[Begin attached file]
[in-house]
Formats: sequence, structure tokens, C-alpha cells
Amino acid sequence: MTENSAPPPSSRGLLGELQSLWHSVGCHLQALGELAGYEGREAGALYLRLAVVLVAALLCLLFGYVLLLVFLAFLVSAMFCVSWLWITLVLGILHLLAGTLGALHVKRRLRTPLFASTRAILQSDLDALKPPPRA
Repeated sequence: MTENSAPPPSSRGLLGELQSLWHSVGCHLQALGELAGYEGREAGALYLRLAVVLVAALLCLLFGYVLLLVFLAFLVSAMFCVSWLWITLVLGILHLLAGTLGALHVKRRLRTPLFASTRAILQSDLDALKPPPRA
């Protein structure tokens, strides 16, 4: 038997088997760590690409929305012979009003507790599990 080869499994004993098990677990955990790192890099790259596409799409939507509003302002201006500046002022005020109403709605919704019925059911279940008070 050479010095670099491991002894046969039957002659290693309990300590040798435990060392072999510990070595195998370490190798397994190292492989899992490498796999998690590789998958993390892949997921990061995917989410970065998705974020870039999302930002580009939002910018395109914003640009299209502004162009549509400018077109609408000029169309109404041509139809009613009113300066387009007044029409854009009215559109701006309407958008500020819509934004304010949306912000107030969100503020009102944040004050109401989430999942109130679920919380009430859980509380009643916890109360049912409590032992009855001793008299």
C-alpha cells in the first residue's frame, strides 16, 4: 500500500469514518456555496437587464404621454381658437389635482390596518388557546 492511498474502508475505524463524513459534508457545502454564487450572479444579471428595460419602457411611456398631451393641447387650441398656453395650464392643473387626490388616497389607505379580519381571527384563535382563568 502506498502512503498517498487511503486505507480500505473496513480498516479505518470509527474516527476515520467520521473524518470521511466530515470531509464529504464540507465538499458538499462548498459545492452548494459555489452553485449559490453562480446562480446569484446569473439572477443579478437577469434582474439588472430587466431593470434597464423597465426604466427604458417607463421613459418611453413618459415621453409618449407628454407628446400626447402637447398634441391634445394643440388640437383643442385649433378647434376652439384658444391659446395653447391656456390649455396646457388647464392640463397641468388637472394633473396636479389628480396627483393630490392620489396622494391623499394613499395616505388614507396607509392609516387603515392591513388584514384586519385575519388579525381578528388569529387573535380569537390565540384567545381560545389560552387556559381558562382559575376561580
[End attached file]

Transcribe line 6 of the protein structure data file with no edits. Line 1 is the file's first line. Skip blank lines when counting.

C-alpha cells in the first residue's frame, strides 16, 4: 500500500469514518456555496437587464404621454381658437389635482390596518388557546 492511498474502508475505524463524513459534508457545502454564487450572479444579471428595460419602457411611456398631451393641447387650441398656453395650464392643473387626490388616497389607505379580519381571527384563535382563568 502506498502512503498517498487511503486505507480500505473496513480498516479505518470509527474516527476515520467520521473524518470521511466530515470531509464529504464540507465538499458538499462548498459545492452548494459555489452553485449559490453562480446562480446569484446569473439572477443579478437577469434582474439588472430587466431593470434597464423597465426604466427604458417607463421613459418611453413618459415621453409618449407628454407628446400626447402637447398634441391634445394643440388640437383643442385649433378647434376652439384658444391659446395653447391656456390649455396646457388647464392640463397641468388637472394633473396636479389628480396627483393630490392620489396622494391623499394613499395616505388614507396607509392609516387603515392591513388584514384586519385575519388579525381578528388569529387573535380569537390565540384567545381560545389560552387556559381558562382559575376561580